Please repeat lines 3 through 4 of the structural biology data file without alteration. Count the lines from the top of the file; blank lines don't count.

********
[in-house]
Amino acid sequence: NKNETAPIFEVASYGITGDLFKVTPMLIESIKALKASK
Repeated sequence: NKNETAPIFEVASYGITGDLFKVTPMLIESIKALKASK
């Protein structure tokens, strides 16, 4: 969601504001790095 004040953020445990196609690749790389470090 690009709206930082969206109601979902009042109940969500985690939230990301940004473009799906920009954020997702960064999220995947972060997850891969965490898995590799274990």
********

Repeated sequence: NKNETAPIFEVASYGITGDLFKVTPMLIESIKALKASK
């Protein structure tokens, strides 16, 4: 969601504001790095 004040953020445990196609690749790389470090 690009709206930082969206109601979902009042109940969500985690939230990301940004473009799906920009954020997702960064999220995947972060997850891969965490898995590799274990």